I was disappointed with the difficulty of this game. I am glad they made it harder for players to completely recover (fairies and potions are now limited), but they still make it far too easy to find health. All you need to so is smash barrels or cut grass. Enemies don't take off enough health for the blows to seem realistic. I did die in this game, several times. And it's been the first time I've died in about 5 Zelda games. But what really disappoints me the most are the boss battles. They are far too easy. Epic, oh hell yes. Brilliant, yes. But they are too easy.
Take, for instance, the boss fight with Zant. He's easy. Ganondorf? Very easy. But this fight with Ganondorf is easily the best Zelda boss battle ever. Especially the very end where you can engage in a struggle of will and might when Link and Ganondorf clash swords, and it's up to the player to have Link overpower Ganondorf.
The mechanics with Link's wolf form are very well-done, and Midna for the most part does not give baby-level advice. She is not Navi. But she does make it easier and also makes the game linear. But, nevermind that the game is also linear. Ocarina of Time was linear, even more so, but this game also gives a healthy level of exploration. It's nowhere near the level of say, Metroid Prime or the older Zelda games, but Link is not always bound to do everything in exact order.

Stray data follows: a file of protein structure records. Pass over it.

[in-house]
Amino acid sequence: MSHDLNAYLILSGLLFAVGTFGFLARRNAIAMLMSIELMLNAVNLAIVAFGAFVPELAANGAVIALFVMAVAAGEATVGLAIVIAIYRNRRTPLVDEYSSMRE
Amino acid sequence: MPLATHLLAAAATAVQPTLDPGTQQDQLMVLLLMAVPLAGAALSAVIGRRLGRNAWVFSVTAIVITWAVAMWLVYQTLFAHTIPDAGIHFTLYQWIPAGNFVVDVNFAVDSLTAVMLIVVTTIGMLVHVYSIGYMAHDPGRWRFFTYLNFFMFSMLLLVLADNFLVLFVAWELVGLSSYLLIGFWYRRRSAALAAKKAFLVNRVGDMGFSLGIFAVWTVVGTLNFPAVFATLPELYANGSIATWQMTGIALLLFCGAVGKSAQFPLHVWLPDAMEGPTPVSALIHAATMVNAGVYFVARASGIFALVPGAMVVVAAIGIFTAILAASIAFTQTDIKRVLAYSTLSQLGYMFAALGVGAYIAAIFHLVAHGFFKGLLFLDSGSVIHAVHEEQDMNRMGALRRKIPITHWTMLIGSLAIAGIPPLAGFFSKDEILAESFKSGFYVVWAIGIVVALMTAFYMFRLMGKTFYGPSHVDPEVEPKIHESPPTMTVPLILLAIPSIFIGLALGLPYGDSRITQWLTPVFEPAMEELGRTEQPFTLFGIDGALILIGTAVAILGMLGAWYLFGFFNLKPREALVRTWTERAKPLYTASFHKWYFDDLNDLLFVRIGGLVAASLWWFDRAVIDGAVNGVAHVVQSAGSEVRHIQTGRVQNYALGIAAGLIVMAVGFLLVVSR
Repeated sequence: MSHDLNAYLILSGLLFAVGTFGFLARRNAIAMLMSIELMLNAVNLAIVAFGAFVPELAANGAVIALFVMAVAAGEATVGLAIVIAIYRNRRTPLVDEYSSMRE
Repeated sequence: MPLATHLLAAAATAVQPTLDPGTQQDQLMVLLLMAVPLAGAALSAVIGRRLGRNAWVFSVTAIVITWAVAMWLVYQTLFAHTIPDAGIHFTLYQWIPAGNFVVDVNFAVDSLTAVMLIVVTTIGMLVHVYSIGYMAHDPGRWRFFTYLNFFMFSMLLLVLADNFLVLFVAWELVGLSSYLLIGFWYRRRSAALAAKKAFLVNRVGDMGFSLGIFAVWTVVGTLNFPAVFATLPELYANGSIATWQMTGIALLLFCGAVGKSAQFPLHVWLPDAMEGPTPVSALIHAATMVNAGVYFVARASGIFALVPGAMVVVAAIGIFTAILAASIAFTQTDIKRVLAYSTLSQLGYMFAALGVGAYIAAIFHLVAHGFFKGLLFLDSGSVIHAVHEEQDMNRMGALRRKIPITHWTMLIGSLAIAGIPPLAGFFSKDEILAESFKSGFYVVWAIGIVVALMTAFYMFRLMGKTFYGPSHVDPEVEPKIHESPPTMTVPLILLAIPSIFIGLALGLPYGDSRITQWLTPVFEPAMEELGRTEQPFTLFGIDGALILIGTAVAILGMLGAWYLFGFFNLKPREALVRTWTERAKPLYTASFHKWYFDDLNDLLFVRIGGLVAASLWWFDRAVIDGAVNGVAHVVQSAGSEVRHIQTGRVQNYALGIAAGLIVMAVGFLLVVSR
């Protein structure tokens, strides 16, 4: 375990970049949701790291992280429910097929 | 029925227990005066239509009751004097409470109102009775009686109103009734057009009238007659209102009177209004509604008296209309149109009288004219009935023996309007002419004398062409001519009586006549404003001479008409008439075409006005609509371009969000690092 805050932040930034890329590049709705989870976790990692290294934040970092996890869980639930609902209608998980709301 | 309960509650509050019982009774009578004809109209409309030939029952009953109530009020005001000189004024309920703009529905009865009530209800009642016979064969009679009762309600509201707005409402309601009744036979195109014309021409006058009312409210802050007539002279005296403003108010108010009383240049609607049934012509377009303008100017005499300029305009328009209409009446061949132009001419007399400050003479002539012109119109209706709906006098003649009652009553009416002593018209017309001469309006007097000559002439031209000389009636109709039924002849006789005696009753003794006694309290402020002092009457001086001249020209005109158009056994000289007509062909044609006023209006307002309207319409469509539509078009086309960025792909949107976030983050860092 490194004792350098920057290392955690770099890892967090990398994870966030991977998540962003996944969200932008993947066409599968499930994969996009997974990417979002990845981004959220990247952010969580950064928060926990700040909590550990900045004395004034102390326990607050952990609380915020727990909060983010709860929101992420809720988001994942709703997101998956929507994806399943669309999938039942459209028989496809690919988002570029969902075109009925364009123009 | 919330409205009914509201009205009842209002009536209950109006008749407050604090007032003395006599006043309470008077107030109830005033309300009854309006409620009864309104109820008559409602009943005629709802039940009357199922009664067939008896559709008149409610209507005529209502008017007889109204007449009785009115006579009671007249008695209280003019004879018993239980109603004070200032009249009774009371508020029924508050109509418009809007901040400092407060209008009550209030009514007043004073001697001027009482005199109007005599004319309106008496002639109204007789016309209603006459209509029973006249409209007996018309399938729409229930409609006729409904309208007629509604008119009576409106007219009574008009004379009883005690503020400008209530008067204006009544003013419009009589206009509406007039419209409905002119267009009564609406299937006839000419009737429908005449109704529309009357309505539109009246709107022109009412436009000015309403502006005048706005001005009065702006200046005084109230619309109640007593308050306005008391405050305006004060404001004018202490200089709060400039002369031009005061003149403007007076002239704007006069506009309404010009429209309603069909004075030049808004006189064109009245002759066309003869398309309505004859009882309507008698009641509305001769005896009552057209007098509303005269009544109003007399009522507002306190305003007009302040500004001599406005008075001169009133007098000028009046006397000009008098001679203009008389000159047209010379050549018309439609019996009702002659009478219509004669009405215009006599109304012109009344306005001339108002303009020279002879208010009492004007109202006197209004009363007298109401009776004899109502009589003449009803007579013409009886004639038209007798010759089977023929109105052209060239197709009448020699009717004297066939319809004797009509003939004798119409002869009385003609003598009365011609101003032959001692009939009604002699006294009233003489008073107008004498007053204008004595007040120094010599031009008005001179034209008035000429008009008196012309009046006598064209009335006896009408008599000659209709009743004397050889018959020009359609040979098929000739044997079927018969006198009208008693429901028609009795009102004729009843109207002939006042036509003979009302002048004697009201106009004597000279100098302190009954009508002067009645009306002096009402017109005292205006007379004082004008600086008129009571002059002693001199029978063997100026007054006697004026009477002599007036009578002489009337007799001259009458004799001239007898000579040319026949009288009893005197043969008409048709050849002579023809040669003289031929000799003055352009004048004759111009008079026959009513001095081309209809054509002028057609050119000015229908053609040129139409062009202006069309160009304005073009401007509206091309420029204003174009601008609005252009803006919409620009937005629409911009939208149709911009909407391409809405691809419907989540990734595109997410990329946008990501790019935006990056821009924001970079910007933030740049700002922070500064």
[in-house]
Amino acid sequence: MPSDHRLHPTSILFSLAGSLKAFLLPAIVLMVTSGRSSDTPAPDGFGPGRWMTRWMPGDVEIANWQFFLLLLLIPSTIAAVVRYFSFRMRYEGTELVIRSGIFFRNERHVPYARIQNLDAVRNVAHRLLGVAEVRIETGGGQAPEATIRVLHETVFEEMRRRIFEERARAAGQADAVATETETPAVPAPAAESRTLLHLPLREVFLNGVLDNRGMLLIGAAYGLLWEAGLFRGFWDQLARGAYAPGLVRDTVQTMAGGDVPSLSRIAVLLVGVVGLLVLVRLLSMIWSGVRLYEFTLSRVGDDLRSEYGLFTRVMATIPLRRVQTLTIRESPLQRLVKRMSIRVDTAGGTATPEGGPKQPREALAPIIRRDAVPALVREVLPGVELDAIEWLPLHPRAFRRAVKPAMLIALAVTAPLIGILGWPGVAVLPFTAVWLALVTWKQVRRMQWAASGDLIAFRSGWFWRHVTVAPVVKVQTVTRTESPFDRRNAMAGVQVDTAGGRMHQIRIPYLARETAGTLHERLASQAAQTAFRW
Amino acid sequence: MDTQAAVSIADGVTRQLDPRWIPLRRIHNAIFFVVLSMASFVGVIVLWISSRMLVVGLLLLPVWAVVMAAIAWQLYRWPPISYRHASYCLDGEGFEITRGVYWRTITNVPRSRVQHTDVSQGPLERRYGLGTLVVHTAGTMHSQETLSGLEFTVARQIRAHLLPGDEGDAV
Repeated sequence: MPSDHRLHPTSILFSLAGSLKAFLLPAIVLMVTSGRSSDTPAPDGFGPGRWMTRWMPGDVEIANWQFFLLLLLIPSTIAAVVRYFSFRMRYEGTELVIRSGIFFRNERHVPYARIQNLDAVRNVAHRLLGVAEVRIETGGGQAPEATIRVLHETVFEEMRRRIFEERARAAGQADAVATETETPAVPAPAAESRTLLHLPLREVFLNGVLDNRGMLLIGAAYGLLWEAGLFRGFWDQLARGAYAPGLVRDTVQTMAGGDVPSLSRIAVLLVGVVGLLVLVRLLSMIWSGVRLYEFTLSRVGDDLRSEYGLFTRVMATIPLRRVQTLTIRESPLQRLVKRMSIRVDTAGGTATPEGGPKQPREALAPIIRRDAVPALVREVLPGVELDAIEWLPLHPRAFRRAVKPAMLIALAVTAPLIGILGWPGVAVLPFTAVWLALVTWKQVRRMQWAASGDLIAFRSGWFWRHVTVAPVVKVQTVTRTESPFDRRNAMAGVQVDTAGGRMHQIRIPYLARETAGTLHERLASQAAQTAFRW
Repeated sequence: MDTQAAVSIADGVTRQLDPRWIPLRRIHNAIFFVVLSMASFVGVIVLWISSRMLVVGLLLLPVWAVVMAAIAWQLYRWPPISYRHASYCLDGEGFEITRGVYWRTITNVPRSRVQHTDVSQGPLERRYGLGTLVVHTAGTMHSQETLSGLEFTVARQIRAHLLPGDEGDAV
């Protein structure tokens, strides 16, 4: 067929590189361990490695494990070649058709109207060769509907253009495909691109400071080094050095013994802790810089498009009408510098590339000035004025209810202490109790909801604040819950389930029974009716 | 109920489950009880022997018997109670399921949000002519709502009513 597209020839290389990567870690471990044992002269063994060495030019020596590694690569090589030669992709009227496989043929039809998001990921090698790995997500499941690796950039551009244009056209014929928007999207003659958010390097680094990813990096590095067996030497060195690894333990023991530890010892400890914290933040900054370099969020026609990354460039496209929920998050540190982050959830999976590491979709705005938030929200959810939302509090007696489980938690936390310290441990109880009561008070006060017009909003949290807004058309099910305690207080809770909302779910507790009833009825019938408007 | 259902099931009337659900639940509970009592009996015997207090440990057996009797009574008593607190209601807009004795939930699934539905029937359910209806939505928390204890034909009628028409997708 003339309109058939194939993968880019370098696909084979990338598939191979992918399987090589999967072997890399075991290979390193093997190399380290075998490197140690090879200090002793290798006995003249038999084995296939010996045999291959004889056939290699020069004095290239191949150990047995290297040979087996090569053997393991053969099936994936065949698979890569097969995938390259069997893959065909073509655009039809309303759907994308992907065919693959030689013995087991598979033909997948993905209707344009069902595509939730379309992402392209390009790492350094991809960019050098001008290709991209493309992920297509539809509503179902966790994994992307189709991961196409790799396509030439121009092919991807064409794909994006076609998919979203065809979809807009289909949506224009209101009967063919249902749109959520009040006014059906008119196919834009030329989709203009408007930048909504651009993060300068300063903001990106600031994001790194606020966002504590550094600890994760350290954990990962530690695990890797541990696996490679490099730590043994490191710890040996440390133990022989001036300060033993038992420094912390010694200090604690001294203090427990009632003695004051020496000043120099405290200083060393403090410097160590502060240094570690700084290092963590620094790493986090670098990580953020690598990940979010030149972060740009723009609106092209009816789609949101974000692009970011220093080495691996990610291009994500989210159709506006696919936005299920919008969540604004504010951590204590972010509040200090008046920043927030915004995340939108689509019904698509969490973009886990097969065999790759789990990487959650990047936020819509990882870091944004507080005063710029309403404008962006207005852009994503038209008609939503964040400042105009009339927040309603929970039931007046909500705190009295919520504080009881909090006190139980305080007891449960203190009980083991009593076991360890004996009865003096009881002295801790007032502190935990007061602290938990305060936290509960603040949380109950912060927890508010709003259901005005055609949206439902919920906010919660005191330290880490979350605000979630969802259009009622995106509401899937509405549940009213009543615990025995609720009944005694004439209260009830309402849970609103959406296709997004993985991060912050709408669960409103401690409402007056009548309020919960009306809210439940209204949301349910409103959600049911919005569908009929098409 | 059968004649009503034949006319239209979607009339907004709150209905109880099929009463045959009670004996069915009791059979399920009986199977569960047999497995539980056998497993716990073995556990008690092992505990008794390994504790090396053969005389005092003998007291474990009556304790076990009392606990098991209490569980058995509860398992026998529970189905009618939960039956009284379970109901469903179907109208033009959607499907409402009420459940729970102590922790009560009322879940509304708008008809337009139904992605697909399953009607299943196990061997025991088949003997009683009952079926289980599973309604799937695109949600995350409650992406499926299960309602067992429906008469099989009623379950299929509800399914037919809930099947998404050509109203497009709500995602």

In my opinion, this is easily the best Zelda that has been made so far in many respects. But we as fans expected too much out of this. I am very guilty of this, if my review doesn't scream this loud and clear. It will not have the impact or revolution that Ocarina of Time did. It does raise the bar and gives us indications of what we should expect. Twilight Princess has perfected the game engine introduced in Ocarina of Time and has taken the ideas of previous Zelda games to their satisfying limits.
We can hopefully look forward to fresh ideas in the next major Zelda game, and hopefully, either a story that connects loose ends, explains things, or even rectcons older stories. Zelda games do connect; they are not stand-alone stories like Final Fantasy. It's time we actually know how they connect, and hopefully the next game will tell us.
Gameplay will remain largely the same. The Zelda formula is gold. But we can expect new puzzles. New ideas and innovations, and hopefully new items.
I see Twilight Princess as the start of the next generation of Zelda games, and the springboard of what we can base later games on.
Thanks, Nintendo, for making a satisfying and truly wonderful game for us very impatient fans.